Show: Constellation of Signs. Alan Dunn & Re-Dock (2008-2011)
Tell: “Constellation of Signs is a composition of 117 specially-designed signs installed onto the canal bridge at Linacre Lane in Bootle. It is a collaboration between myself, the artist collective Re-Dock, Linacre One Housing Association and Paul Kelly, working between New Heartlands and Liverpool Biennial.
“In April 2008 I had a conversation with Paul Kelly about the possibility of working in relation to the Leeds and Liverpool Canal towards some form of public realm intervention. I had collaborated with Paul since 2001 on various projects including tenantspin at FACT, 36 Compositions for a Woolton jukebox and Motto for a future St. Helens.
“I was really interested in how Re-Dock were using technology to redesign workshop scenarios, making them part of the creative process rather than a means to an end. I proposed that Re-Dock carry out some workshops across the Sefton Borough and although at this stage the partners were using the word ‘heritage’, we were interested in adding some forward-dreaming into the mix. Together we came up with a framework for working on this research which we called ‘Canal &’ (that is, the Canal plus something) that would look at people’s connections with the canal towards forming imaginative suggestions for its future.
“The canal had been a key artery for the transportation of goods from the docks in Liverpool across the North West. Heavy industry had dominated the environment around the canal and had become redundant over the course of the past hundred years. An important part of the discussion was to tease out ways in which this underused and largely neglected space could potentially be developed for new uses.
“Through Re-Dock’s collaborative mapping activities in shopping and community centres near the canal, people began to recall tragic and joyful moments from its past – broken hearts, childhood horrors, schooldays fun or everyday comforts. The workshop process enabled participants to smoothly glide from memory into thoughts of reinvigoration, from ambitious plans to film a Bond movie on the canal or having Jamie Carragher bless the muddy waters through heartwarming proposals for alien theme parks, Venetian bridges, giant cleaning hoovers or tunnels of love.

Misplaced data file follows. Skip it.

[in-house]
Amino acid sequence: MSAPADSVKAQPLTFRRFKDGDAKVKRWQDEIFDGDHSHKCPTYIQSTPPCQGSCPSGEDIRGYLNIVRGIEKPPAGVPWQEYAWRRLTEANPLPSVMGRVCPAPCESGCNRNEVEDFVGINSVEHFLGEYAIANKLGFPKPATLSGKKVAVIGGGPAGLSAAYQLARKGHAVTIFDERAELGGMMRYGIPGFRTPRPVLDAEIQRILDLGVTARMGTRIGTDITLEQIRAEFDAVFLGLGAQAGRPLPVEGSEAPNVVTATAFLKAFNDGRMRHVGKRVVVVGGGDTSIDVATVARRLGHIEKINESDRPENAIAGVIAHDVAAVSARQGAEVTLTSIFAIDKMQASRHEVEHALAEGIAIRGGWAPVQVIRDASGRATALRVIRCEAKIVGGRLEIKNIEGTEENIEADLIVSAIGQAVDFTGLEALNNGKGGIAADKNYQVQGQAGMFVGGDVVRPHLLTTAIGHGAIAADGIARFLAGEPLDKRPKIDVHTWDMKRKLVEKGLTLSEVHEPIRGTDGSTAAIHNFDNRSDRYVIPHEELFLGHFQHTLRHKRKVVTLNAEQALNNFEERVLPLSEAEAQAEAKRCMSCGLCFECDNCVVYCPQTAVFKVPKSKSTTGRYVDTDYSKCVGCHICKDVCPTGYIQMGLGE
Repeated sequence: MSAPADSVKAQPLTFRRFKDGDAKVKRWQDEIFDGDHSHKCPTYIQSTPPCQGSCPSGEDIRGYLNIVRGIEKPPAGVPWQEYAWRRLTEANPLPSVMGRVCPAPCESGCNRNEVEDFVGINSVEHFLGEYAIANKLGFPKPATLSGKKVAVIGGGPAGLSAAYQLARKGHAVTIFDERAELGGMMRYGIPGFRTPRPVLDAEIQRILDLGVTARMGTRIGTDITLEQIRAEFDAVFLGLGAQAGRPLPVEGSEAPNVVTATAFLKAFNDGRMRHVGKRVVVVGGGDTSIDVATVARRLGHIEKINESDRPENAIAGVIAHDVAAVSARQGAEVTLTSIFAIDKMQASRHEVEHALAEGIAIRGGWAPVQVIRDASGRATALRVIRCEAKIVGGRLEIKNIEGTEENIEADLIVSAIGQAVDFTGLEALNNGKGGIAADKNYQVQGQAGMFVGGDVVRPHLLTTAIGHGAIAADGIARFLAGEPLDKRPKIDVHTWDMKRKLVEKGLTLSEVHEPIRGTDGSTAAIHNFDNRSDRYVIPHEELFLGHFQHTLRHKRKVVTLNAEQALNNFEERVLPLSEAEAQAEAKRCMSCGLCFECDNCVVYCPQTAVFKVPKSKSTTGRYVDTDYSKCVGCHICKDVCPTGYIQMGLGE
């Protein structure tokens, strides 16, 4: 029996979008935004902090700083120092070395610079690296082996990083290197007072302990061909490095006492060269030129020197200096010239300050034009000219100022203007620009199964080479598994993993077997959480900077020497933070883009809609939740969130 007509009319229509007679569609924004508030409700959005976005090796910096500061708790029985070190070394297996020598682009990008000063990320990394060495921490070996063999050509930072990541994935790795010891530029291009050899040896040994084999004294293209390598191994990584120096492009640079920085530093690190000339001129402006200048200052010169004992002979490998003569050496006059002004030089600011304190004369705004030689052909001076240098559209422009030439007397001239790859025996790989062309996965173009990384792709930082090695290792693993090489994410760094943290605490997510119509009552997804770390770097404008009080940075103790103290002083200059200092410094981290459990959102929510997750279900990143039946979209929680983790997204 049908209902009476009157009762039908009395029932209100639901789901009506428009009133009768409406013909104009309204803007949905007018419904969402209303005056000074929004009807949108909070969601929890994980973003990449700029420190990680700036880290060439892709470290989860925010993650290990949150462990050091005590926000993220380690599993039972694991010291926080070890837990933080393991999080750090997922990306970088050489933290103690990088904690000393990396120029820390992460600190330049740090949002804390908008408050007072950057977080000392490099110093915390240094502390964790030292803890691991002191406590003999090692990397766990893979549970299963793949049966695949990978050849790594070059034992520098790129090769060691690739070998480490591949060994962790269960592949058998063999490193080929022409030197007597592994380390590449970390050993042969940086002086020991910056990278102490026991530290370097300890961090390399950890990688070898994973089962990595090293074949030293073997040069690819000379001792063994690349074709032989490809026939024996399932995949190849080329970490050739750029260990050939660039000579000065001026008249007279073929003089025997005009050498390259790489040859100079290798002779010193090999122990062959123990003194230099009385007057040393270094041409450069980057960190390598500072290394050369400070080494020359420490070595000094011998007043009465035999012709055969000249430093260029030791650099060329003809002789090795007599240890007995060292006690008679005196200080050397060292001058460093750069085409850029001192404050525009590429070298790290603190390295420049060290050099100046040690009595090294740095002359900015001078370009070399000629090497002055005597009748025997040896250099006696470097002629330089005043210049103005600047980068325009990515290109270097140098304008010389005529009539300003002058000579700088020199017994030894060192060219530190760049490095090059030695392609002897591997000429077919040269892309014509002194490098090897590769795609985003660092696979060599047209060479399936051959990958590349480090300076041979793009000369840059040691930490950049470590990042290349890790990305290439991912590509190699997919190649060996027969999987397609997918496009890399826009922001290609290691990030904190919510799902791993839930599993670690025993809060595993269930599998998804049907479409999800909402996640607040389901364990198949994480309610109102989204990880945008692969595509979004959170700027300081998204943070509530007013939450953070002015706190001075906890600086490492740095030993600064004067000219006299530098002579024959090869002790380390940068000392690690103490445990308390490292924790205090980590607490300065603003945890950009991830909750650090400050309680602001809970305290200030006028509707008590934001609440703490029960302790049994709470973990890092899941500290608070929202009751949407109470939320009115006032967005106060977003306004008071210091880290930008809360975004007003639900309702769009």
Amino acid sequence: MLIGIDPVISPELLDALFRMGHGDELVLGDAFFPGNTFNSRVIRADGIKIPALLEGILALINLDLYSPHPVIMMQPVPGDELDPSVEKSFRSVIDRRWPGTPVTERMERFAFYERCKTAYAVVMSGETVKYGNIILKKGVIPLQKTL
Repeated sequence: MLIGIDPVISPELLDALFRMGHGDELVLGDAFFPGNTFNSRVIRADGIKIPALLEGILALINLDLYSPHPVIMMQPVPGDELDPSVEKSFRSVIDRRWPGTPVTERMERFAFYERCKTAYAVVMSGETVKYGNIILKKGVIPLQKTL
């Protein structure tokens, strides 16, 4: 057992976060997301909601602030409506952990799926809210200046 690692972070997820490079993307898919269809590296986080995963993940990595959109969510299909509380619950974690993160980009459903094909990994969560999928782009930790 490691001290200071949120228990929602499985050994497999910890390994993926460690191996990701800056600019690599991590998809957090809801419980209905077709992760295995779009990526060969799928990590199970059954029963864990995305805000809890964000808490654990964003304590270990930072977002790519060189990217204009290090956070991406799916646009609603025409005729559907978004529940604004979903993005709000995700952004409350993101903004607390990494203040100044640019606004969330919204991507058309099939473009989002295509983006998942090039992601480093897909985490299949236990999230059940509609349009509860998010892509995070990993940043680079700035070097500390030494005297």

“After a long series of workshops, we framed some of these suggestions as permanent outdoor signage for the canal and presented them, as had originally been arranged, to British Waterways. However, by this time, their priorities had shifted towards a more national perspective on canal signage, rather than simply the Sefton stretch. As their change of plans emerged, another door opened with the suggestion that the project could morph into a permanent artwork to celebrate a new bridge being designed to cross the canal at Pennington Road. This next phase was to evolve into Constellation of Signs.
“A series of sketches and drawings were reworked by myself, Sam Meech of Re-Dock and the illustrator Chris Rodenhurst into 117 traffic signs to be fabricated in aluminum and affixed to a wall adjacent to the new bridge. The design was vibrant and full of slow-burning ideas suited to everyday viewing and all seemed well, until the following day. The new bridge had inadvertently created a blind spot that allowed any group gathered there to tamper with the wall undetected and ten signs were prized off and skimmed along the canal. In November 2012, once we were happy more signs would survive in a new, more visible location, the 117 were installed where, to this day, they remain unscathed. The strength of visibility in public art is enormous and a lesson learnt, even for experienced practitioners.
“Discussing the work more recently, we agreed that this project more than any others flowed and shifted through a huge amount of phases. The collaboration between myself and Re-Dock has been a hugely valuable experience and we’ve worked together since. I see some of our later projects as extensions of Constellation and sometimes these are the most exciting, perhaps the most ‘true to life’ projects to work on, full of new collaborations, twists and turns and disappointments and highs.”
Info: Alan Dunn lives and works in Wallasey, UK. He was one of four nominees for the Liverpool Art Prize 2012.
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